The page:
Let’s finish with the main story: Leslie’s Eagleton roots were confirmed by her mom, who explained that Pawnee’s hospital was overrun with raccoons at the time. Should Leslie keep the voters at bay, as she was advised by Ron, or tell the truth, as Chris suggested? “Where you’re born is a piece of trivia,” Chris noted. “Where you’re from — that’s what makes who you are.” The choice was obvious: Blame Jerry. No, no, it was time to come clean. And so author, liar Leslie Knope returned to Pawnee Today to reminisce about the slippery-when-wet Nipple Hill, embarrass a Pawnee-born crew member she grew up with, and remark: “You can’t choose where you were born, but you can choose where you live.” But her winning speech came later in her office. Channeling her best NPR personality, she read from her book: “Every town claims its diner’s waffles are the best in the world, but somewhere in some town, there really are the best waffles in the world. So delicious and rich and golden brown that anyone who tasted them would decide never to leave that town. Somewhere those waffles exist. Why can’t it be here?” That’s not a tear running down my face; it’s maple syrup. Leslie’s book got a sticker from Joan — along with the Gotcha! stamp – and Jerry returned from his fact-checking travels (oh, forgot about that!), buoyed by a sense of purpose, even though he missed his daughter’s birthday. Instead of telling him the problem was solved, Leslie sent him back out on the road. (One step too far?) “He just seemed so happy,” she told Donna. Don’t worry, Jer will get his revenge one day. He’s just saving it for the book.
10 LINES OF MERIT FROM “BORN AND RAISED”
• “Support for Pawnee Community radio comes from the Wendell G. and Muriel Fathright Korbelman Foundation and Sweetum Cares, a nonprofit group that puts umbrella hats on homeless people when it rains.” –Public radio announcer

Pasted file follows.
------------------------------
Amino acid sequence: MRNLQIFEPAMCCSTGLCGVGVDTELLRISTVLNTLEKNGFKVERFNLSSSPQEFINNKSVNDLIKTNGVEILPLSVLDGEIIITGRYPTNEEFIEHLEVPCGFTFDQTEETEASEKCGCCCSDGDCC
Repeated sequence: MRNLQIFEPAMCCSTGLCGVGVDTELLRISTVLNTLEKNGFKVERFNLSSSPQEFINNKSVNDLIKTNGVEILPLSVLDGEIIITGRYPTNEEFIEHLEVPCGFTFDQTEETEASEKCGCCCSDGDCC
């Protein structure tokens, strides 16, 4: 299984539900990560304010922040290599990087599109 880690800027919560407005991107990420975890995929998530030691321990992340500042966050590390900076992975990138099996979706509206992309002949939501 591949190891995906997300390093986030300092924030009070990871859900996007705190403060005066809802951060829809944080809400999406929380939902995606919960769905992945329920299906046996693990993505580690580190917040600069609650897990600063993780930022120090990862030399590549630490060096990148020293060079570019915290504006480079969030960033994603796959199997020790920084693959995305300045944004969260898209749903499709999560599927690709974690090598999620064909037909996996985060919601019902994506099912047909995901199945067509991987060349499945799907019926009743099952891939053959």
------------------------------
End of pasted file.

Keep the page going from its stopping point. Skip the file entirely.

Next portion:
• “Usually I only read nautical novels and my own personal manifestos, but I’m proud to make this exception.” –Ron to Leslie, about her book
• “I’m a speed reader. I can read over 3,000 words a minute with total comprehension. One time I read all of Siddhartha at a traffic stop.” –Chris
• “At the risk of bragging, one of the things I’m best at is riding coattails. Behind every successful man is me, smiling and taking partial credit.” –Tom
• “Yeah, actually in here it says that Pawnee is great, but in reality it’s terrible.” –April to Ron, when he asks her if she found any factual errors in Leslie’s book
• “When Leslie’s in trouble, there is only one man for the job: Bert Macklin, FBI. You though I was dead. (chuckles) So did the President…’s enemies.” –Andy, turning into his alter-ego
• “Is she gonna powder her vagina?” –Ben to Tom, after Joan stumbles away from the table to “powder my nose amongst other things”
• “Why? It seems to be going the usual amount of gross.” –Ben to Tom, after Tom asks him to help handle Joan
• “Eagleton is the land of rich snobby jerks. There’s a whole chapter about it in my book. I could write a second book about Eagleton and how stupid it is. And I’d call it Eagleton: The Land of Rich Snobby Jerks.” –Leslie
• “Ann was getting a little chummy. When people get too chummy with me, I like to call them by the wrong name to let them know I don’t really care about them.” –Ron, explaining why he called Ann “Jenny”
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Parks and Recreation